Column: Saving Medicare before it's too late
Listening to feedback from my constituents, I know that Medicare is of utmost concern. Let's talk about the facts of Medicare and where we go from here.
What most people still don't know is that "Medicare as we know it" was already thrown out in 2010 by the last Congress. The president implemented long-term changes that substantially guts benefits, and cuts eligibility. Only, you don't hear much about it because these changes were tucked away in a 2,000-page bill in which we were told "you would just have to wait to see" what surprises it has. Well, surprise! Your Medicare benefits were cut.
Former CBO Director Doug Eakin testified this week that Medicare right now "no longer guarantees access to care." Because of last year's changes, more doctors won't take Medicare. So access to Medicare is already being reduced. Even the Mayo Clinic in Arizona, which famously supported the government take-over of healthcare, recently announced it will not take Medicare because of the Medicare panel that will keep payments low.
Other bad news: Medicare, which now provides health insurance to some 47 million elderly and disabled Americans, could begin running a deficit in 2024, five years earlier than projected last year. Its insolvency date keeps getting moved closer and closer. It will continue to move toward insolvency as our nation fails to generate jobs.
Medicare today is fundamentally flawed, in that it sets arbitrary price controls to reimburse hospitals and physicians. Generally speaking when physicians treat Medicare patients, they are treating them at a loss. We can only enact so many physician cuts before providers are forced to either go out of business, or stop accepting Medicare patients. Either way, that means denial of care for seniors.
You may have heard that Medicare was changed for the worse, and that members of Congress voted to slash Medicare. That's absolutely right - the name of the bill that gave our seniors such a raw deal was the Patient Protection and Affordable Care Act (PPACA), known to some as Obamacare. However you refer to it, it was a government takeover of healthcare, which slashes payments to the successful and popular Medicare Advantage (MA) program that will cost each MA beneficiary $1,800 in additional premiums by the year 2017.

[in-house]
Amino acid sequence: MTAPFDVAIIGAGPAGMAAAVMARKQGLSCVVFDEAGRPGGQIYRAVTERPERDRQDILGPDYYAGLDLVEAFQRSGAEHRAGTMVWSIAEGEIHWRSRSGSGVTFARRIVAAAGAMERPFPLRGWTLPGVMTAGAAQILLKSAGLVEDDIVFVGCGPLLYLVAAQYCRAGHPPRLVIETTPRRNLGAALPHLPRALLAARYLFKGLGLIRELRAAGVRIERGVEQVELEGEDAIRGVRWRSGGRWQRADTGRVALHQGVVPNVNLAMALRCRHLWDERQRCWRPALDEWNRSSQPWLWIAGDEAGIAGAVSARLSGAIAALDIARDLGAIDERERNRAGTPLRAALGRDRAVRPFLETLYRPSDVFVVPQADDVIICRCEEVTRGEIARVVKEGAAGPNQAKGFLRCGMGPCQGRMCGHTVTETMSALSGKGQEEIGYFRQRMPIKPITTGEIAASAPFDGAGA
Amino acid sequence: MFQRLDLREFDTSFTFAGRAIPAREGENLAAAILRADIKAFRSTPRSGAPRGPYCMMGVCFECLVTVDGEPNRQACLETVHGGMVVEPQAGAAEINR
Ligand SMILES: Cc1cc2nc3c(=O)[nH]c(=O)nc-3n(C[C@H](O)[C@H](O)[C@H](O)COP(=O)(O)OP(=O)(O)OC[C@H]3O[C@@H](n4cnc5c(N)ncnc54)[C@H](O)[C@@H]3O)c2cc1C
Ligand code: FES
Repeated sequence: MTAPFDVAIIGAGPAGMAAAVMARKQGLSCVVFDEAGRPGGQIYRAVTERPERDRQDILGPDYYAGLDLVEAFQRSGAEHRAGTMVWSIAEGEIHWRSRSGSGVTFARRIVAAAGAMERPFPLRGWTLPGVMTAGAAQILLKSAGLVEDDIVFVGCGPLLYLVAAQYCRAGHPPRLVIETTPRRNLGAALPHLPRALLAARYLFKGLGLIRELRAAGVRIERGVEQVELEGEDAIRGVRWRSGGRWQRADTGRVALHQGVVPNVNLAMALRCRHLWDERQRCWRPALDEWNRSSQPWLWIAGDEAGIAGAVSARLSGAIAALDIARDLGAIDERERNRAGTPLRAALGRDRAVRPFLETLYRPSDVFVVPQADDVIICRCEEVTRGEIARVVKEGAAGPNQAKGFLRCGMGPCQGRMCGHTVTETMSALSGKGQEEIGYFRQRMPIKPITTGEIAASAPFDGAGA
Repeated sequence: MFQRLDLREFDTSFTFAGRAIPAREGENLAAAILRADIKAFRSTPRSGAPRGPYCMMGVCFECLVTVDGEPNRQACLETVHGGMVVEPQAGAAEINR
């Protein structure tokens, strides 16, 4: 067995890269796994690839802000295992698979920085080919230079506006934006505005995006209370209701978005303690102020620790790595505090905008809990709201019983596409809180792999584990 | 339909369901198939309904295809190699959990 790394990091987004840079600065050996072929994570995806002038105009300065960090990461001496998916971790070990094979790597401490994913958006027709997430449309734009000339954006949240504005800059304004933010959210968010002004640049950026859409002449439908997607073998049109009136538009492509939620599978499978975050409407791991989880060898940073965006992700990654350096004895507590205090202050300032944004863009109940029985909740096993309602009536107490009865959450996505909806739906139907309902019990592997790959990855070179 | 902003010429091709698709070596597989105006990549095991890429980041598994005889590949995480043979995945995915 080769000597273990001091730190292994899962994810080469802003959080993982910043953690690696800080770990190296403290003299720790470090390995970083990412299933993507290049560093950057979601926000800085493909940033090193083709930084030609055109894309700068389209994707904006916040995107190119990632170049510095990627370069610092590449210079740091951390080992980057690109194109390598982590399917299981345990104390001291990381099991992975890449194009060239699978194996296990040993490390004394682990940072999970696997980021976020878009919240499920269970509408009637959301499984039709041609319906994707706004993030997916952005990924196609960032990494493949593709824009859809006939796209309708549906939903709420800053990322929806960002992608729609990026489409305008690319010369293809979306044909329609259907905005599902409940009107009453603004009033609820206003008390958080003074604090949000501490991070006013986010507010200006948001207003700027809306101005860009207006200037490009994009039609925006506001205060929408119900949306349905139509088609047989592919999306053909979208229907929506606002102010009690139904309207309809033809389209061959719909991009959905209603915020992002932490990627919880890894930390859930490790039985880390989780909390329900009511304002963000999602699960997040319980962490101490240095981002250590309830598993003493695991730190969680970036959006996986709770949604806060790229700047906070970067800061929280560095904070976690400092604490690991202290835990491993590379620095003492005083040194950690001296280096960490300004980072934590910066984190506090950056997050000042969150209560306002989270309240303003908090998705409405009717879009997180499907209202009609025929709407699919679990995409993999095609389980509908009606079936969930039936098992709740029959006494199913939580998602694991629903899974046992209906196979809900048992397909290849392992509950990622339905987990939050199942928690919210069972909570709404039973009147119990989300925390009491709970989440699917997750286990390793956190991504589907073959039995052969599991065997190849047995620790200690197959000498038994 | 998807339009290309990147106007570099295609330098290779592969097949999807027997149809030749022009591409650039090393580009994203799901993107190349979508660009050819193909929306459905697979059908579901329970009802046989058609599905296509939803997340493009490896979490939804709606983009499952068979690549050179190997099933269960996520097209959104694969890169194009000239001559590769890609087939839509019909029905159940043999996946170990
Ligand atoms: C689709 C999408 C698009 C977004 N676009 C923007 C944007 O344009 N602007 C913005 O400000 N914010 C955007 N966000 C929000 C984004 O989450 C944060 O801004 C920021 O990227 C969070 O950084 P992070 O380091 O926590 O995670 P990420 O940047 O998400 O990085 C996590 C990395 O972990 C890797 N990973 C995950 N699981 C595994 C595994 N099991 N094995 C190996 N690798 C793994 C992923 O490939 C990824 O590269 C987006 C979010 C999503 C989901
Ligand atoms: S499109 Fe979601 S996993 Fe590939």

PPACA also established the Independent Payment Advisory Board (IPAB). The IPAB is a group of 15 bureaucrats, selected by the president. This board's sole purpose is to force Medicare expenses to fit within a certain budget by dictating to every medical provider, which Medicare benefits will be covered, and which will not. This approach will undoubtedly lead to fewer choices and less care. This is why I am a proud co-sponsor of H.R. 452 to repeal the IPAB.
The federal government's role in healthcare has not produced the results that our seniors were promised. It is clear that the path we're on is unsustainable, and will only lead to Medicare going broke. I am proud to have been counted among those who voted for a solution.
This spring, the House of Representatives passed a budget that reformed Medicare for the 21st century and will help continue the program. You may have heard some disinformation on what this new budget does, so I will set the record straight: It provides every Medicare beneficiary the choice of their own personalized healthcare plan, based on their wants and needs. The sick and low-income seniors who count on the program will have more subsidies in choosing their plan. And no beneficiary can be denied coverage under the plan.
This plan does not apply to current beneficiaries older than 55. I strongly believe that everyone should have a choice when it comes to their health insurance. In fact, this is why one of the first pieces of legislation I introduced upon coming to Congress was H.R. 1150, the Competitive Health Insurance Reform Act of 2011. H.R. 1150 would ensure that health insurance companies refrain from anti-competitive behavior under the Sherman Act, just as virtually every other business in the country is required to do.
I will continue to fight for responsible reform and try to save Medicare from its planned demise.